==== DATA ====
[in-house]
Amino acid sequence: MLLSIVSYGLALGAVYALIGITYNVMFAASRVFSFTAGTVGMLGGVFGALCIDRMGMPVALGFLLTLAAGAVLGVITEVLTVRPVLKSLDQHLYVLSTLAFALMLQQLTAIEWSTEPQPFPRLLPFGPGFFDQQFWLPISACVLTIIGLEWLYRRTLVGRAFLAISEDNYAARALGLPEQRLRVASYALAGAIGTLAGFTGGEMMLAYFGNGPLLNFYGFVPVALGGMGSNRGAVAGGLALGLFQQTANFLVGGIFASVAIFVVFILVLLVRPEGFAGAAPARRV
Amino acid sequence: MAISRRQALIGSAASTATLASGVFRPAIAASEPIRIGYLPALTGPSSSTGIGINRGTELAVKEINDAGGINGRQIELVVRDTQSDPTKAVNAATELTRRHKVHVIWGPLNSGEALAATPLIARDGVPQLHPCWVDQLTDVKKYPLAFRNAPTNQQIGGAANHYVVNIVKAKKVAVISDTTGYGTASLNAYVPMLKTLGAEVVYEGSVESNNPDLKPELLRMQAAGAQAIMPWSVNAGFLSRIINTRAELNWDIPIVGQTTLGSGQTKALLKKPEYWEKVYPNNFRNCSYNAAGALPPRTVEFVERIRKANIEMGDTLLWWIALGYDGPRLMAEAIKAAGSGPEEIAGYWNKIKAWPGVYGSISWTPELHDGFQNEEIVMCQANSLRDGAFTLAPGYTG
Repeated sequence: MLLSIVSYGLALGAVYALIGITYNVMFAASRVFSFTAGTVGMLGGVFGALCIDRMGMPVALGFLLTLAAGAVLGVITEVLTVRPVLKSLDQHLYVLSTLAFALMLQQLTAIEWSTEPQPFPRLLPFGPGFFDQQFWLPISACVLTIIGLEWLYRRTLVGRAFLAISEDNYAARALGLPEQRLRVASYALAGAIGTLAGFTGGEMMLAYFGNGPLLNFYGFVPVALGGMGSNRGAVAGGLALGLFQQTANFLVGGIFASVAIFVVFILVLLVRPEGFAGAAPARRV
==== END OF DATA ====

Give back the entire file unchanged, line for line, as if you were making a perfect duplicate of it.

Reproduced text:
[in-house]
Amino acid sequence: MLLSIVSYGLALGAVYALIGITYNVMFAASRVFSFTAGTVGMLGGVFGALCIDRMGMPVALGFLLTLAAGAVLGVITEVLTVRPVLKSLDQHLYVLSTLAFALMLQQLTAIEWSTEPQPFPRLLPFGPGFFDQQFWLPISACVLTIIGLEWLYRRTLVGRAFLAISEDNYAARALGLPEQRLRVASYALAGAIGTLAGFTGGEMMLAYFGNGPLLNFYGFVPVALGGMGSNRGAVAGGLALGLFQQTANFLVGGIFASVAIFVVFILVLLVRPEGFAGAAPARRV
Amino acid sequence: MAISRRQALIGSAASTATLASGVFRPAIAASEPIRIGYLPALTGPSSSTGIGINRGTELAVKEINDAGGINGRQIELVVRDTQSDPTKAVNAATELTRRHKVHVIWGPLNSGEALAATPLIARDGVPQLHPCWVDQLTDVKKYPLAFRNAPTNQQIGGAANHYVVNIVKAKKVAVISDTTGYGTASLNAYVPMLKTLGAEVVYEGSVESNNPDLKPELLRMQAAGAQAIMPWSVNAGFLSRIINTRAELNWDIPIVGQTTLGSGQTKALLKKPEYWEKVYPNNFRNCSYNAAGALPPRTVEFVERIRKANIEMGDTLLWWIALGYDGPRLMAEAIKAAGSGPEEIAGYWNKIKAWPGVYGSISWTPELHDGFQNEEIVMCQANSLRDGAFTLAPGYTG
Repeated sequence: MLLSIVSYGLALGAVYALIGITYNVMFAASRVFSFTAGTVGMLGGVFGALCIDRMGMPVALGFLLTLAAGAVLGVITEVLTVRPVLKSLDQHLYVLSTLAFALMLQQLTAIEWSTEPQPFPRLLPFGPGFFDQQFWLPISACVLTIIGLEWLYRRTLVGRAFLAISEDNYAARALGLPEQRLRVASYALAGAIGTLAGFTGGEMMLAYFGNGPLLNFYGFVPVALGGMGSNRGAVAGGLALGLFQQTANFLVGGIFASVAIFVVFILVLLVRPEGFAGAAPARRV